The Tragedy of Macbeth

It’s often said that the Bard’s works allow for infinite interpretations of the same character(s), and Hunter proves the adage once more. A Shakespeare veteran, Hunter’s physical approach to the three characters (sometimes switching between them, sometimes appearing in multiple figures on-screen) is an act of contortionism matched by a crisp, raspy tone that makes every word echo with baleful import. Her knowing grin makes her appearances that much eerier, like some demented puppet master who has suddenly loosed the strings to see how the marionette dances on its own. Savoring the language and wearing the witches’ supernatural prowess in her bones, Hunter would make even the Bard’s hair stand on end.


Tôko Miura as Misaki Watari

Drive My Car (Doraibu mai kâ)

Ryûsuke Hamaguchi’s intimate epic does so much with faces. In Miura’s face we get a sense of Misaki’s complicated past (to say the least) but also her determined implacability. The sense of duty and remove we glean from her initial appearance reveals shading within the stoicism. Her deliberate body language (note her confidence as she holds a cigarette out her car’s sunroof) and quiet attention to others show a much more extroverted presence. It all comes to a head in a stirring monologue about a trauma from her past. We’re rewarded with a statement of defiance in face of trials undergone and unforgivable sins committed—a beautiful cap to a perfectly modulated performance.


Ruth Negga as Clare Bellew


From the grounded reality of Mildred Loving in Loving to the effervescent enigma that is Clare in Rebecca Hall’s subtle drama, Negga’s range knows no bounds. Playing a black woman posing as a white woman in 1920s New York City, Negga approaches Clare with a heightened buoyancy that seems impervious to being found out. She indulges in devil-may-care behaviors that test the limits of her secret as she walks precariously between black and white spheres. But Negga finds depth and vulnerability in Clare’s supposedly free spirit, uncovering faint chinks in her armor. And while she turns into a more abstract presence as the film goes on, she doesn’t lose her complexity—Negga begins to haunt even the frames she doesn’t appear in.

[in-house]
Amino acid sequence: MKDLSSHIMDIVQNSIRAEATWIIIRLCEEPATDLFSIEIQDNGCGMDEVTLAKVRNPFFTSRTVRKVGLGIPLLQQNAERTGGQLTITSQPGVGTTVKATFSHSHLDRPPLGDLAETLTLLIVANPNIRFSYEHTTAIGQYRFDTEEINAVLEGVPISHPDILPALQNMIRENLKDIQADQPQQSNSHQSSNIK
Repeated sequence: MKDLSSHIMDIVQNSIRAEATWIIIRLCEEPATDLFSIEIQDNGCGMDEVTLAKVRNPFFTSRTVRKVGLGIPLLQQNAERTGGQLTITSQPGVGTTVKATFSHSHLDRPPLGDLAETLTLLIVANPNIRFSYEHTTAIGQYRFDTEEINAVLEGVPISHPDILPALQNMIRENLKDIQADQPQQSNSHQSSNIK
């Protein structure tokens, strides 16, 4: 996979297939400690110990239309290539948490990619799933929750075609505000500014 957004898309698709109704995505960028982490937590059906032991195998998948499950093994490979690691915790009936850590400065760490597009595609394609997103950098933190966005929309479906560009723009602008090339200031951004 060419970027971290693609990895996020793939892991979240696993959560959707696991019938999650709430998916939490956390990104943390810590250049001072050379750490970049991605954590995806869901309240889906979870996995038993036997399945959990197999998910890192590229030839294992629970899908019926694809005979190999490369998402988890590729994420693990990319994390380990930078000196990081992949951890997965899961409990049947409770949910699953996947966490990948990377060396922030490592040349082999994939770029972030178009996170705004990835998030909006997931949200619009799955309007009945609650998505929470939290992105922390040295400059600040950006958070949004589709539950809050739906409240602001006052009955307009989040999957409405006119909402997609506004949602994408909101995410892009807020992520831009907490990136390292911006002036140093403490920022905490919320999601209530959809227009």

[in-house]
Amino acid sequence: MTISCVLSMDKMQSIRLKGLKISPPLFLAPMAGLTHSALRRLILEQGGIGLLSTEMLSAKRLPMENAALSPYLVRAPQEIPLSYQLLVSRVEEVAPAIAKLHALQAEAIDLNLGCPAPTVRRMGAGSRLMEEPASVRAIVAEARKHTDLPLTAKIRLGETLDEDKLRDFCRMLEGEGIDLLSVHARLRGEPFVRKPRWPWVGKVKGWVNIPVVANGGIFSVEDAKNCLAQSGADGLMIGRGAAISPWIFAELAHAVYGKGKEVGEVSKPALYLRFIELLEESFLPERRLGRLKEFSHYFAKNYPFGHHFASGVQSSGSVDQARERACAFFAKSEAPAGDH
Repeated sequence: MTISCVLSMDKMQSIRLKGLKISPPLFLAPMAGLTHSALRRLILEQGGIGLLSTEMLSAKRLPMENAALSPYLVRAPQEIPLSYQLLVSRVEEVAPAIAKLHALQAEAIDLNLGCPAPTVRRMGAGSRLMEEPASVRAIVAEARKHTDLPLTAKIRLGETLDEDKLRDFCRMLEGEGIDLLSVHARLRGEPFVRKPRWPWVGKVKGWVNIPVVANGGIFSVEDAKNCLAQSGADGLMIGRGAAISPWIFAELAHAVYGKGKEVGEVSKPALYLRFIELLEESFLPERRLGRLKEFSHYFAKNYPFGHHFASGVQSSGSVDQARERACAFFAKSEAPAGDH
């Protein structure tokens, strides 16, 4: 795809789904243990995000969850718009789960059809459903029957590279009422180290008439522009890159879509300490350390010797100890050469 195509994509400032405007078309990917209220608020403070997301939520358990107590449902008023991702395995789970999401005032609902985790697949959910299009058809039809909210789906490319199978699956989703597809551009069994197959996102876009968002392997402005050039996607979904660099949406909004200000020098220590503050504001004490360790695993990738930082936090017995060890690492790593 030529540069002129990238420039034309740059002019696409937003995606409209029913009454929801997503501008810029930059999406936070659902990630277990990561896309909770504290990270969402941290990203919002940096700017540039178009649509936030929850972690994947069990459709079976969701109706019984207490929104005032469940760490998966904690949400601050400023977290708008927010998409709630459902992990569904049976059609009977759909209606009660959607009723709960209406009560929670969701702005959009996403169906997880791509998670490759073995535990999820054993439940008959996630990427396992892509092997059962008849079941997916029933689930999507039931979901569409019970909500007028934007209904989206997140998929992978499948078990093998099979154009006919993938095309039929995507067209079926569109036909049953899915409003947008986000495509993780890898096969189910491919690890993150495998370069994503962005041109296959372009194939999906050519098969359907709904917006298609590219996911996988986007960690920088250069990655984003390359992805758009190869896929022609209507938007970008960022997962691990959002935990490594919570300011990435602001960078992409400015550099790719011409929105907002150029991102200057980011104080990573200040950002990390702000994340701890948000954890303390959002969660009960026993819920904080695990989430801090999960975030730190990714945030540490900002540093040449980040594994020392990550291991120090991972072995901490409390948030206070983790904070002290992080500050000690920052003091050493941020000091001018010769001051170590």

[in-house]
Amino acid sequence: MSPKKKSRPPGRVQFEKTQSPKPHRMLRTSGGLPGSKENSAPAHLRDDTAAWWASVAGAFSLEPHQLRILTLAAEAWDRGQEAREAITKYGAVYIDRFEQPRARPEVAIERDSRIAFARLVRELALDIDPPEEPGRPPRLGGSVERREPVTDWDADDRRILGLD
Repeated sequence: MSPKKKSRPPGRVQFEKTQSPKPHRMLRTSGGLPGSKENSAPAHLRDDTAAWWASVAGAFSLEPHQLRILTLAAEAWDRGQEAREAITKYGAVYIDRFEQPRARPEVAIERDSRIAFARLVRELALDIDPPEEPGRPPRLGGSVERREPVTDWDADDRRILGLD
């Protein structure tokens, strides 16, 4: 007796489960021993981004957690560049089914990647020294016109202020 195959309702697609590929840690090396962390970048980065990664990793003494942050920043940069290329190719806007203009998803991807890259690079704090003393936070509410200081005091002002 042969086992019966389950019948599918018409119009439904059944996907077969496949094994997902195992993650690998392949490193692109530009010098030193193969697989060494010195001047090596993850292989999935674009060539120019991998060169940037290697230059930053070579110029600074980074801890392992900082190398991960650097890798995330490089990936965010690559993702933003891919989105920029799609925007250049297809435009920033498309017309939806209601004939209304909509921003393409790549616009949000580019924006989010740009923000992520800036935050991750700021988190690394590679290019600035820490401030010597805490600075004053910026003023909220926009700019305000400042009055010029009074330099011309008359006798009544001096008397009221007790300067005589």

My Favorite Supporting Actors

Honorable Mentions (in alphabetical order):

Anders Danielsen Lie as Aksel, The Worst Person in the World (Verdens verste menneske)

Tony Leung as Xu Wenwu, Shang-Chi and the Legend of the Ten Rings

Rodrigo Santoro as Luca, 7 Prisoners (7 Prisioneiros)

Kiyohiko Shibukawa as Segawa, Wheel of Fortune and Fantasy (Gûzen to sôzô)

Stellan Skarsgard as Baron Vladimir Harkonnen / Tomas, Dune / Hope (Håp)


Colman Domingo as Abegunde “X” Olawale